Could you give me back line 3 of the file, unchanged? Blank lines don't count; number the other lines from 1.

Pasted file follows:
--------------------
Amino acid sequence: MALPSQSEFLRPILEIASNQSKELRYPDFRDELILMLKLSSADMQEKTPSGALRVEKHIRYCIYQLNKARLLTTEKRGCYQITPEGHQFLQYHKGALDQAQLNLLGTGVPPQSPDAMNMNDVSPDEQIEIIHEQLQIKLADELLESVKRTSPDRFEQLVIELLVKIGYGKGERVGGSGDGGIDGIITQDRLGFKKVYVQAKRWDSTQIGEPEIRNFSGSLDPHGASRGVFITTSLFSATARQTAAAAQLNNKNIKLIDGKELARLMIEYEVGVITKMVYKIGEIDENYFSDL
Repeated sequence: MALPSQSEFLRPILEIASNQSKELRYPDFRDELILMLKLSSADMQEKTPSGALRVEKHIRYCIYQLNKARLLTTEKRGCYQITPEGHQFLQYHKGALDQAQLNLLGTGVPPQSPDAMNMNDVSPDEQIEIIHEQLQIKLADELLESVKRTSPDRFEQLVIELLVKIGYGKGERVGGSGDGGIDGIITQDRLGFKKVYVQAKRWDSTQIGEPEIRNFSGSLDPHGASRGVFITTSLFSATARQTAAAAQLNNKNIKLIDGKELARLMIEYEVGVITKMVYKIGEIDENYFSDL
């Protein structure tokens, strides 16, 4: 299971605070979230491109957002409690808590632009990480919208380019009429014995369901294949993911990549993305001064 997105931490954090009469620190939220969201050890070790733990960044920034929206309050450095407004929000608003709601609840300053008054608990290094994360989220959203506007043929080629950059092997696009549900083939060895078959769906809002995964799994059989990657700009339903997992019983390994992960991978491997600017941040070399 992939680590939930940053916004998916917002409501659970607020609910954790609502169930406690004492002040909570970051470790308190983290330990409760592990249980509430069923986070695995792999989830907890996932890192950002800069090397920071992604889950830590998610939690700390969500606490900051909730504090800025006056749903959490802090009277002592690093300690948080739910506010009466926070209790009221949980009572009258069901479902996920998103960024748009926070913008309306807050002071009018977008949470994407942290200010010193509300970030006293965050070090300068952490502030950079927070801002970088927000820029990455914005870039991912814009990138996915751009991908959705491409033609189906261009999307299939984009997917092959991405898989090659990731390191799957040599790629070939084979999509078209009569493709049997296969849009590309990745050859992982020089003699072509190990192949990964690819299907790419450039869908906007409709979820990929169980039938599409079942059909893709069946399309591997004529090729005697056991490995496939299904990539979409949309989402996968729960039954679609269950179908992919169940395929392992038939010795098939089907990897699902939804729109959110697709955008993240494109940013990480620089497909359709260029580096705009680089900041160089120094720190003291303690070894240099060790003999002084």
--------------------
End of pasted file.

């Protein structure tokens, strides 16, 4: 299971605070979230491109957002409690808590632009990480919208380019009429014995369901294949993911990549993305001064 997105931490954090009469620190939220969201050890070790733990960044920034929206309050450095407004929000608003709601609840300053008054608990290094994360989220959203506007043929080629950059092997696009549900083939060895078959769906809002995964799994059989990657700009339903997992019983390994992960991978491997600017941040070399 992939680590939930940053916004998916917002409501659970607020609910954790609502169930406690004492002040909570970051470790308190983290330990409760592990249980509430069923986070695995792999989830907890996932890192950002800069090397920071992604889950830590998610939690700390969500606490900051909730504090800025006056749903959490802090009277002592690093300690948080739910506010009466926070209790009221949980009572009258069901479902996920998103960024748009926070913008309306807050002071009018977008949470994407942290200010010193509300970030006293965050070090300068952490502030950079927070801002970088927000820029990455914005870039991912814009990138996915751009991908959705491409033609189906261009999307299939984009997917092959991405898989090659990731390191799957040599790629070939084979999509078209009569493709049997296969849009590309990745050859992982020089003699072509190990192949990964690819299907790419450039869908906007409709979820990929169980039938599409079942059909893709069946399309591997004529090729005697056991490995496939299904990539979409949309989402996968729960039954679609269950179908992919169940395929392992038939010795098939089907990897699902939804729109959110697709955008993240494109940013990480620089497909359709260029580096705009680089900041160089120094720190003291303690070894240099060790003999002084």